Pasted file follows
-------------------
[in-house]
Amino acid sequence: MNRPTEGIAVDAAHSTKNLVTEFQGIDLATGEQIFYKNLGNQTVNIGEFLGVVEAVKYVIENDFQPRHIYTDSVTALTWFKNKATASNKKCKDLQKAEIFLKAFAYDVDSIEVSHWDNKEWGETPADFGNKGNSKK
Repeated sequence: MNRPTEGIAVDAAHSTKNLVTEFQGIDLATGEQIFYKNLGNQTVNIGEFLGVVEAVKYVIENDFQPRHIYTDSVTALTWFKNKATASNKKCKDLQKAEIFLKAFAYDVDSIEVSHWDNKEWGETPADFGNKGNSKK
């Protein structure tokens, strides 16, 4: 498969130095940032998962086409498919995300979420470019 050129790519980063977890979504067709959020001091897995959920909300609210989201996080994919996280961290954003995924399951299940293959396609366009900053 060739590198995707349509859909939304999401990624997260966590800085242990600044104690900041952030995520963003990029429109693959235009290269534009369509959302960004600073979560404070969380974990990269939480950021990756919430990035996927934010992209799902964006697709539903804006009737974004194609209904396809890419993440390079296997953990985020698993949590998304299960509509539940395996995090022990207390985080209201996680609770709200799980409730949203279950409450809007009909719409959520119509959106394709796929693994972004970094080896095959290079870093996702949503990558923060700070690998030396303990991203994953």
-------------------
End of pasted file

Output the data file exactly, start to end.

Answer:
[in-house]
Amino acid sequence: MNRPTEGIAVDAAHSTKNLVTEFQGIDLATGEQIFYKNLGNQTVNIGEFLGVVEAVKYVIENDFQPRHIYTDSVTALTWFKNKATASNKKCKDLQKAEIFLKAFAYDVDSIEVSHWDNKEWGETPADFGNKGNSKK
Repeated sequence: MNRPTEGIAVDAAHSTKNLVTEFQGIDLATGEQIFYKNLGNQTVNIGEFLGVVEAVKYVIENDFQPRHIYTDSVTALTWFKNKATASNKKCKDLQKAEIFLKAFAYDVDSIEVSHWDNKEWGETPADFGNKGNSKK
């Protein structure tokens, strides 16, 4: 498969130095940032998962086409498919995300979420470019 050129790519980063977890979504067709959020001091897995959920909300609210989201996080994919996280961290954003995924399951299940293959396609366009900053 060739590198995707349509859909939304999401990624997260966590800085242990600044104690900041952030995520963003990029429109693959235009290269534009369509959302960004600073979560404070969380974990990269939480950021990756919430990035996927934010992209799902964006697709539903804006009737974004194609209904396809890419993440390079296997953990985020698993949590998304299960509509539940395996995090022990207390985080209201996680609770709200799980409730949203279950409450809007009909719409959520119509959106394709796929693994972004970094080896095959290079870093996702949503990558923060700070690998030396303990991203994953």